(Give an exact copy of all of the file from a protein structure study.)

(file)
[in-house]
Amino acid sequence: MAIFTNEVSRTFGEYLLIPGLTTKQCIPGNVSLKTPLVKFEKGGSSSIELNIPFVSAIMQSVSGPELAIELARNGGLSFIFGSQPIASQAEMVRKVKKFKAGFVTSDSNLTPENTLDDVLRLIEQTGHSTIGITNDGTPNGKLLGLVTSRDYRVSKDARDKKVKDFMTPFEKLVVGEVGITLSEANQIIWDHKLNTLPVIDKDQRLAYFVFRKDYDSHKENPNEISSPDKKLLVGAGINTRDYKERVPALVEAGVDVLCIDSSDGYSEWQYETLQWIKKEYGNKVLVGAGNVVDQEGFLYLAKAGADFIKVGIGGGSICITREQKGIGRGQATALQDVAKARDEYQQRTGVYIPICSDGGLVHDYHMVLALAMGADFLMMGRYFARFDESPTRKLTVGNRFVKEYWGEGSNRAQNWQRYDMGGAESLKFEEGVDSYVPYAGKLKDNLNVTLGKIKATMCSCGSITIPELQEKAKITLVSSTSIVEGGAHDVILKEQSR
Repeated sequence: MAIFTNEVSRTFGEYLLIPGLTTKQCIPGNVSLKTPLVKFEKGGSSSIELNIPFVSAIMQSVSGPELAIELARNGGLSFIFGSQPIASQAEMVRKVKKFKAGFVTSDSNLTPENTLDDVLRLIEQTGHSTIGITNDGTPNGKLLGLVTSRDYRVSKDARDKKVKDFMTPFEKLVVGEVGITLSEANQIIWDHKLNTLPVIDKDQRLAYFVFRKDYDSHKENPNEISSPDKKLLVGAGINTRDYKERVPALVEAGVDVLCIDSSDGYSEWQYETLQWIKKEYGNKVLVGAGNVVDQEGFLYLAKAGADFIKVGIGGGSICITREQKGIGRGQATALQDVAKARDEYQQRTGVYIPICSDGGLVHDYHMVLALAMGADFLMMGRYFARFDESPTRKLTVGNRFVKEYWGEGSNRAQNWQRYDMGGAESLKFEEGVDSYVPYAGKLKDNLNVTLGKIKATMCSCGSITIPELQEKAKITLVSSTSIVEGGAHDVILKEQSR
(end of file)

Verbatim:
[in-house]
Amino acid sequence: MAIFTNEVSRTFGEYLLIPGLTTKQCIPGNVSLKTPLVKFEKGGSSSIELNIPFVSAIMQSVSGPELAIELARNGGLSFIFGSQPIASQAEMVRKVKKFKAGFVTSDSNLTPENTLDDVLRLIEQTGHSTIGITNDGTPNGKLLGLVTSRDYRVSKDARDKKVKDFMTPFEKLVVGEVGITLSEANQIIWDHKLNTLPVIDKDQRLAYFVFRKDYDSHKENPNEISSPDKKLLVGAGINTRDYKERVPALVEAGVDVLCIDSSDGYSEWQYETLQWIKKEYGNKVLVGAGNVVDQEGFLYLAKAGADFIKVGIGGGSICITREQKGIGRGQATALQDVAKARDEYQQRTGVYIPICSDGGLVHDYHMVLALAMGADFLMMGRYFARFDESPTRKLTVGNRFVKEYWGEGSNRAQNWQRYDMGGAESLKFEEGVDSYVPYAGKLKDNLNVTLGKIKATMCSCGSITIPELQEKAKITLVSSTSIVEGGAHDVILKEQSR
Repeated sequence: MAIFTNEVSRTFGEYLLIPGLTTKQCIPGNVSLKTPLVKFEKGGSSSIELNIPFVSAIMQSVSGPELAIELARNGGLSFIFGSQPIASQAEMVRKVKKFKAGFVTSDSNLTPENTLDDVLRLIEQTGHSTIGITNDGTPNGKLLGLVTSRDYRVSKDARDKKVKDFMTPFEKLVVGEVGITLSEANQIIWDHKLNTLPVIDKDQRLAYFVFRKDYDSHKENPNEISSPDKKLLVGAGINTRDYKERVPALVEAGVDVLCIDSSDGYSEWQYETLQWIKKEYGNKVLVGAGNVVDQEGFLYLAKAGADFIKVGIGGGSICITREQKGIGRGQATALQDVAKARDEYQQRTGVYIPICSDGGLVHDYHMVLALAMGADFLMMGRYFARFDESPTRKLTVGNRFVKEYWGEGSNRAQNWQRYDMGGAESLKFEEGVDSYVPYAGKLKDNLNVTLGKIKATMCSCGSITIPELQEKAKITLVSSTSIVEGGAHDVILKEQSR